Model Number: SMC 2404WBR ($129.99)
Lately, most of the attention is (justifiably) going to the first (draft) 802.11g-based products which are coming to market, but if you want 802.11b range and compatibility and a bit more performance to boot, you might consider a product like the SMC 2404WBR Barricade Turbo 11/22 Mbps Wireless Cable/DSL Broadband Router.
The performance boost comes from the Texas Instruments ACX100 wireless chipset used to provide 802.11b compatibility along with an enhanced 22 Mbps mode (AKA 802.11b+), when used with similar hardware. Like other products based on this TI chipset, the 2404WBR provides an additional 256-bit level of WEP encryption.
There’s more to like than to dislike about the Barricade, and SMC has included a number of features focused on security and ease of administration.
On the other hand, one immediately obvious shortcoming of the Barricade is the presence of only three switched LAN ports rather than the more customary four. Typically, when a router omits a fourth port, it’s because the presence of something like a printer port or serial port for dial backup puts real estate on the rear of the unit at a premium. That’s not the case here — there’s nothing on the back but LAN ports. The SMC does have two wireless antennas, one on either side of the unit. They do tilt and rotate but are fixed to the unit and can’t be removed.
The Barricade’s EZ 3-click Installation utility is Windows only, although it does support any version from Windows 98 through XP. If you don’t like going to the movies and having to watch advertisements before even the previews have started, then you won’t appreciate the ads for other SMC networking products that are displayed as the software initially configures the router. Perhaps as penance for making you sit through the ads, the utility will allow you to register the router as well.
Once past the utility, you’re free to configure the SMC via the browser interface. You’ve got to hand it to SMC for the quality of the interface. It’s as attractive, functional, and logically organized an administration console as any I’ve seen on a comparable product.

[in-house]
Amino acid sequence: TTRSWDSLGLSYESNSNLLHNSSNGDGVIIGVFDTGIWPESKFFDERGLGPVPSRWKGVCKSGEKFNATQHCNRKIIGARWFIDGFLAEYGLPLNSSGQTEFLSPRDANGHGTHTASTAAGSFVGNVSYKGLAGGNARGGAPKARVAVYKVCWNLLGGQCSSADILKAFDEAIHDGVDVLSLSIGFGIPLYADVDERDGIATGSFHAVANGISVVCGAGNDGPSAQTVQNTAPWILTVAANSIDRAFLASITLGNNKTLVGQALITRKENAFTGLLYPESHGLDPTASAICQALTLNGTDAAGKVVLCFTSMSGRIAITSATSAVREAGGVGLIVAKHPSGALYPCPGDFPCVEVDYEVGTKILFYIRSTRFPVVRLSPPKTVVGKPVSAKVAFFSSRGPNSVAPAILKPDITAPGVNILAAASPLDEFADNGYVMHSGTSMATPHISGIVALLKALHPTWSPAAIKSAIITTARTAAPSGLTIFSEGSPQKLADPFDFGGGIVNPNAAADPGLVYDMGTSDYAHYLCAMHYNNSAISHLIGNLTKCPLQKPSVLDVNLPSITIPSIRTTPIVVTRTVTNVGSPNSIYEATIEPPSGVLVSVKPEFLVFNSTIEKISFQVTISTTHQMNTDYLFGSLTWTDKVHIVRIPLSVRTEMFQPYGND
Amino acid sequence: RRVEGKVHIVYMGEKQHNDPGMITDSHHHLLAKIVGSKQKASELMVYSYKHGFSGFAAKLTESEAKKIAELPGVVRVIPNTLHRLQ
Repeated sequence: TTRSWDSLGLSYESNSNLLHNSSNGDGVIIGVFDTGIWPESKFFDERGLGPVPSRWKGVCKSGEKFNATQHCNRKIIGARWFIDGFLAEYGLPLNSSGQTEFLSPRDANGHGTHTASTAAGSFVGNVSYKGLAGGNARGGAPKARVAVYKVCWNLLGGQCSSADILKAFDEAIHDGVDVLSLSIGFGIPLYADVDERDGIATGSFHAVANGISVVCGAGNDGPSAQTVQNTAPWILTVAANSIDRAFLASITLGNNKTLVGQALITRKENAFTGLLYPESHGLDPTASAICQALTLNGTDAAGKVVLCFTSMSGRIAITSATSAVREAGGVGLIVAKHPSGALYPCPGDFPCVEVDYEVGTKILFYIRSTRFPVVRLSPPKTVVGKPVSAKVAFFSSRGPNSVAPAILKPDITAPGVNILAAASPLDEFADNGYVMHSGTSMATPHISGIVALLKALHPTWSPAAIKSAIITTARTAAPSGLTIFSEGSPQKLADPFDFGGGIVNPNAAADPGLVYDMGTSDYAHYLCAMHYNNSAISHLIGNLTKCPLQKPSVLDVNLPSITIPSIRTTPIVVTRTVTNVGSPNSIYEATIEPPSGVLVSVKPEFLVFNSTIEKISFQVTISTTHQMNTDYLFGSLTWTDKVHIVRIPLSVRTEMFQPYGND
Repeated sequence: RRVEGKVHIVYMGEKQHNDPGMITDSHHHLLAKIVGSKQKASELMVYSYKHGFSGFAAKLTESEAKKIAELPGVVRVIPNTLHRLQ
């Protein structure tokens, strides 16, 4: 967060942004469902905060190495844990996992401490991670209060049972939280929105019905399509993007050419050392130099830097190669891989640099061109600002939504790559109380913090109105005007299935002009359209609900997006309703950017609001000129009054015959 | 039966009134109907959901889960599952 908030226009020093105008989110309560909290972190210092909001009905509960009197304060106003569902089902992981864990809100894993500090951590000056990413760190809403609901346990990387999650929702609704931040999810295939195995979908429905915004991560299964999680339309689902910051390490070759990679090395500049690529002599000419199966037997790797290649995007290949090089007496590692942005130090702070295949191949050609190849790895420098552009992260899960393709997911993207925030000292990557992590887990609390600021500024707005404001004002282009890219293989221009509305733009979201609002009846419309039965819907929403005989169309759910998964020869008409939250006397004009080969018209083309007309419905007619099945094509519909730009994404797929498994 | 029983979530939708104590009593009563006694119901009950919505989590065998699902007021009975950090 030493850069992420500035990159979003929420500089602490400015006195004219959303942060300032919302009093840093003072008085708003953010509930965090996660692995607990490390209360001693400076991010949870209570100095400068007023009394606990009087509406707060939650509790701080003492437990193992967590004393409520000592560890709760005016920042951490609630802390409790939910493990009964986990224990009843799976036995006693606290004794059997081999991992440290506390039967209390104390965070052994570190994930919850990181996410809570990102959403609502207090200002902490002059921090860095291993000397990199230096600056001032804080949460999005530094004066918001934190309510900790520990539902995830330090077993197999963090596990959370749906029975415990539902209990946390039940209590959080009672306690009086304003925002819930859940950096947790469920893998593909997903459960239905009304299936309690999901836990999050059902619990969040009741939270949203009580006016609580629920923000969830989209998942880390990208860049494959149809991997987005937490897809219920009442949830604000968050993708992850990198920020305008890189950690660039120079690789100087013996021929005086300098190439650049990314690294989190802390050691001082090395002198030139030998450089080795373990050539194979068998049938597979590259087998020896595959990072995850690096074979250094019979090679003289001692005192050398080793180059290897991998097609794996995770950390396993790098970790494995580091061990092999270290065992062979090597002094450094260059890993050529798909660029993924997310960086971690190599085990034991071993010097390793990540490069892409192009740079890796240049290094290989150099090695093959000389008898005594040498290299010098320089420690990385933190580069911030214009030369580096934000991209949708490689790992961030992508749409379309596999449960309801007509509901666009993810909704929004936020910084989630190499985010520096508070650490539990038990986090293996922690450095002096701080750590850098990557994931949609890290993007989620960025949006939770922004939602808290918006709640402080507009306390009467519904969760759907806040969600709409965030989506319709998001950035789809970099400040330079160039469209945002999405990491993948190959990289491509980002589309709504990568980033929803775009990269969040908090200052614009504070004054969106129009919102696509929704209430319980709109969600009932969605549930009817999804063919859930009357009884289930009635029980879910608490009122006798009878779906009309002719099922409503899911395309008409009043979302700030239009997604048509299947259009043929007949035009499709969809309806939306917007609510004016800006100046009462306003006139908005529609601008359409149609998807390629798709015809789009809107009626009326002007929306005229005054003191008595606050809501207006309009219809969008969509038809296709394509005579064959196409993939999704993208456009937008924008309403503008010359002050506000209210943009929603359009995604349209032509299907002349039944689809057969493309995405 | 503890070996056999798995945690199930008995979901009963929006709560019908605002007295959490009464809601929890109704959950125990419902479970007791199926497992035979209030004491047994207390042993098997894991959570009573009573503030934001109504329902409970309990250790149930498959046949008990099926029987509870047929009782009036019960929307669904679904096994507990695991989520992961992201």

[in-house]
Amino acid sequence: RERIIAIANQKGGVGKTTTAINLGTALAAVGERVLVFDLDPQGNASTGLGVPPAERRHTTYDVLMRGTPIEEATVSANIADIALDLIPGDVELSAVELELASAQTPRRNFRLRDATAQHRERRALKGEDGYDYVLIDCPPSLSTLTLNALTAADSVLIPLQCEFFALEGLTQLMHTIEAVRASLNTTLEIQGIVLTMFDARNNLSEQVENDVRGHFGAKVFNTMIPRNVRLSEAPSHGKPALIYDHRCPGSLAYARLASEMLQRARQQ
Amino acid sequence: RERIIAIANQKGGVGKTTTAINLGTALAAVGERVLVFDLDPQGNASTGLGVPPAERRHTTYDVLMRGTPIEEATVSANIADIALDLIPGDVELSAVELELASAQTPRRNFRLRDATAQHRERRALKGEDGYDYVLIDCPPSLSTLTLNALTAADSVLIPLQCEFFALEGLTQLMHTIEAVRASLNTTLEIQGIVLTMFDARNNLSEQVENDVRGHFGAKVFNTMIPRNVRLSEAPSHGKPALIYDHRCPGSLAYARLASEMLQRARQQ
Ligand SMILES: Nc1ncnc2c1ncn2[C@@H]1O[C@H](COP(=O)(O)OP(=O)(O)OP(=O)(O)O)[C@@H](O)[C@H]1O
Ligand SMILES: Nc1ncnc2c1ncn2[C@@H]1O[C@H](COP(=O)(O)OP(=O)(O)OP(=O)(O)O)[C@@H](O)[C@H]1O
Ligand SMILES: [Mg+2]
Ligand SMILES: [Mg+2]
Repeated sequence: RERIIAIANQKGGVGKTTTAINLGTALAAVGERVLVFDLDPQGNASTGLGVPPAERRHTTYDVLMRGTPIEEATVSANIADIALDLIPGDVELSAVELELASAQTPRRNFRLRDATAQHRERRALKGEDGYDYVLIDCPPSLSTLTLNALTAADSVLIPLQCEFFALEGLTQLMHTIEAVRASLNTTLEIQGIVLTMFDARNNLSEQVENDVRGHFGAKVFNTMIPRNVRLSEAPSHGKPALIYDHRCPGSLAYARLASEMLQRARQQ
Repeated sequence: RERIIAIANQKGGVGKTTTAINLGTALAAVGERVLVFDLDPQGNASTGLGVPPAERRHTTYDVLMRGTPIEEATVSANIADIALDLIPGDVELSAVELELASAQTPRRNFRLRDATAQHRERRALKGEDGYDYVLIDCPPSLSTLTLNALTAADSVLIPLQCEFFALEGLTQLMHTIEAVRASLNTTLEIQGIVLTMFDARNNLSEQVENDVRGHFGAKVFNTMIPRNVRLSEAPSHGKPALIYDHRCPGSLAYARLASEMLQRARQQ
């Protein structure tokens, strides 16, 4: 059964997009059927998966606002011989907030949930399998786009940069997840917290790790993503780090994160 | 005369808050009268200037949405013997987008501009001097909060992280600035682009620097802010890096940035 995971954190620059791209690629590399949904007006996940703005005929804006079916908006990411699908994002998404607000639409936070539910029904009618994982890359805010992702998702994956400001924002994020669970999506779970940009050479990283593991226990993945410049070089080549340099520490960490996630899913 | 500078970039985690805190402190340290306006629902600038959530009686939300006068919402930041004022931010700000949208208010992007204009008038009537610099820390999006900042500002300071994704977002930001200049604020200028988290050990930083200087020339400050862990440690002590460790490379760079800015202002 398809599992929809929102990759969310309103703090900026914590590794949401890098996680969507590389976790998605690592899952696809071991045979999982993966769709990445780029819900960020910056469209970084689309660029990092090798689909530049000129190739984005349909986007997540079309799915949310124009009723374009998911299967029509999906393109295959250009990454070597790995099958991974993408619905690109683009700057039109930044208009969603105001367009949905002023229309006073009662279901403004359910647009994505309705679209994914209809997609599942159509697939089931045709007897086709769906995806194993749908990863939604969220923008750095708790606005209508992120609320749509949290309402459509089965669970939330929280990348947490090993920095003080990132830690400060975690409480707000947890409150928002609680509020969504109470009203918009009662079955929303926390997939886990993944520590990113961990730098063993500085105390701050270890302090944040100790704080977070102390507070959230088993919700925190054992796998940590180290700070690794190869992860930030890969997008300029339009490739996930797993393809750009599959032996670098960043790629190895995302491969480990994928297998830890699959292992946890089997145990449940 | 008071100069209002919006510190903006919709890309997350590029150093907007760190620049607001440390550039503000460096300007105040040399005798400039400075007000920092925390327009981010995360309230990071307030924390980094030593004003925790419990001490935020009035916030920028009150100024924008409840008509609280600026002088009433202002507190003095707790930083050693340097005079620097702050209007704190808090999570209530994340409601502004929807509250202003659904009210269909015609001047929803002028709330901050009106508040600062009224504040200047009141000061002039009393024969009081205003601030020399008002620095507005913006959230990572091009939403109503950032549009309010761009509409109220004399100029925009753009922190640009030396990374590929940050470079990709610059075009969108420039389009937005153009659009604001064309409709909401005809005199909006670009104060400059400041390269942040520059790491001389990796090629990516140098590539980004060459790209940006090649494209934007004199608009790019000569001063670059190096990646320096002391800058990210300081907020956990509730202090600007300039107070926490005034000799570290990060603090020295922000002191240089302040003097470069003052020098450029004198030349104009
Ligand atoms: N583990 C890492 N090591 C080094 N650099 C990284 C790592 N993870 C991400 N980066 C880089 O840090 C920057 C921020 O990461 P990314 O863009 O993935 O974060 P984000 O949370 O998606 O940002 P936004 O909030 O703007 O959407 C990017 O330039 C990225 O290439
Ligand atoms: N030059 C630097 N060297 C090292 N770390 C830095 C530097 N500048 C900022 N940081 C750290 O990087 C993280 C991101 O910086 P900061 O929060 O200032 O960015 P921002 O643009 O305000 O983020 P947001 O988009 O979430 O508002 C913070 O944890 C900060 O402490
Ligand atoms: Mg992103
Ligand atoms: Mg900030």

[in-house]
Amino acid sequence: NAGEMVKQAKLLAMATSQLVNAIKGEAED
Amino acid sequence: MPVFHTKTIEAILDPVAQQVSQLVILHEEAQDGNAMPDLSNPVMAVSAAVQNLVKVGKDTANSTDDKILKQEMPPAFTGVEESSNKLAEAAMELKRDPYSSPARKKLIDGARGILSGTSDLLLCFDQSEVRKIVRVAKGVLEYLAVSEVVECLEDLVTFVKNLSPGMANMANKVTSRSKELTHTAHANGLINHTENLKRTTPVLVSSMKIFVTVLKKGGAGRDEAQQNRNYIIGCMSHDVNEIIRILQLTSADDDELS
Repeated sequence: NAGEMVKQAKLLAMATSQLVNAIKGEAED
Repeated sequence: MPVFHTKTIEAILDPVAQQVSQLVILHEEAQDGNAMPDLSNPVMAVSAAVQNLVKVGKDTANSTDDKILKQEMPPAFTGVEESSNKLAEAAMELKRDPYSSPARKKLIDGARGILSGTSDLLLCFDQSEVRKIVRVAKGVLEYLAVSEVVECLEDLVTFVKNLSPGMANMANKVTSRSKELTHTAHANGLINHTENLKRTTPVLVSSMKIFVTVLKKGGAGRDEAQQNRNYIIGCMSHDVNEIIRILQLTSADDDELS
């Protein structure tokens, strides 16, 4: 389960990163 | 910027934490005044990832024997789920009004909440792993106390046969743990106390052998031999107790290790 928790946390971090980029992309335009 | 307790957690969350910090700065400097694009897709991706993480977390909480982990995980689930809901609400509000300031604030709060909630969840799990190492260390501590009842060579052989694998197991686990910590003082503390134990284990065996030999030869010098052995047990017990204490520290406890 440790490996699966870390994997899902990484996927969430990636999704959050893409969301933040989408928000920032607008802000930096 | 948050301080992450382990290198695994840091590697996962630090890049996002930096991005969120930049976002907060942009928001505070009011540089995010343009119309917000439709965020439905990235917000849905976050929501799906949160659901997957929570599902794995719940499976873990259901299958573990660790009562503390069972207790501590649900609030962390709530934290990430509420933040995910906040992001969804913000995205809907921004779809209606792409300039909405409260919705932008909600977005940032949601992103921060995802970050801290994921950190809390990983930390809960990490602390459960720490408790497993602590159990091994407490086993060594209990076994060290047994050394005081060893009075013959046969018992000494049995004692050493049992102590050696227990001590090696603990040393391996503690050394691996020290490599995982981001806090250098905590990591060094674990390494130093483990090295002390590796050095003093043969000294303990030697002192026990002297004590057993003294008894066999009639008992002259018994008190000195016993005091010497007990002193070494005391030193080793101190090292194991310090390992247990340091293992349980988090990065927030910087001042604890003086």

One noteworthy feature of the SMC is that the wireless functionality can be shut off via the administration console. This might seem to be a superfluous capability, but I wish every wireless router provided it. I can think of various scenarios when you might want to squelch the wireless signals without pulling the plug on the entire router, like perhaps turning it off at the end of the day as a form of added security to thwart war drivers.
Another feature of the SMC that I like and rarely see on other products is an administrative timeout feature, which lets you specify how long the admin console will be available before you have to log in again. Ask any harried small business IT guy (or girl) how often they get called away from their desk and forget to give their machines the three-fingered salute.
To prevent kids or wayward employees from getting to certain sites, content filtering is provided by keyword or URL, though it’s limited to only 30 entries. Perhaps more useful is the access control feature that lets you control what type of traffic can get to specific LAN clients, so if you want to block newsgroup access to one PC and FTP access to another, you can. You can also schedule the access control by day and time. Additionally, MAC filtering lets you block access to the WAN port entirely for either wired or wireless clients.
More than half of the Barricade’s 130+ page manual describes how to set up TCP/IP on various versions of Windows, but it also offers useful tips on how to configure the router’s VPN passthrough feature– including IP port information for various VPN vendors like Check Point and others–handy information to say the least.
When it comes to alerts and logging, the Barricade provides a reasonable level of functionality but omits a couple of key features. For example, its firewall has intrusion detection that monitors incoming traffic for various common TCP/IP attacks and it can be configured to e-mail an alert notification in the event of an attempted breach. On the other hand, although it does maintain a security log, the router can’t e-mail the logs, nor can it save them to a file or upload them to a Syslog application.
The Barricade promises twice the speed of a conventional 802.11b access point. Not surprisingly, it doesn’t quite live up to that claim. It does, on the other hand, improve performance, and significantly so.
For instance, at close range tests with NetIQ’s Chariot, the SMC 2404WBR achieved a throughput score of 6.436Mbps, roughly half again as fast as you’ll typically get from garden-variety 802.11b hardware. Performance degraded fairly linearly as distance grew, and at 50 feet from the access point was still quite good at 3.635 Mbps. Response time and streaming tests were equally impressive, and performance with the 256-bit WEP encryption turned on was within the margin of variance.
I conducted the performance test with the Barricade paired to its CardBus NIC counterpart, the SMC2435W in 22 Mbps mode. I also was able to successfully connect to the Barricade in 22 Mbps mode using a similar product, the TI ACX100-based D-Link DWL-650+.
All in all, an extra LAN port and more robust logging and alerting capabilities would make the Barricade 2404WBR more useful. However, it does provide enough administrator-friendly features and high performance to justify a place in a small business or home office network.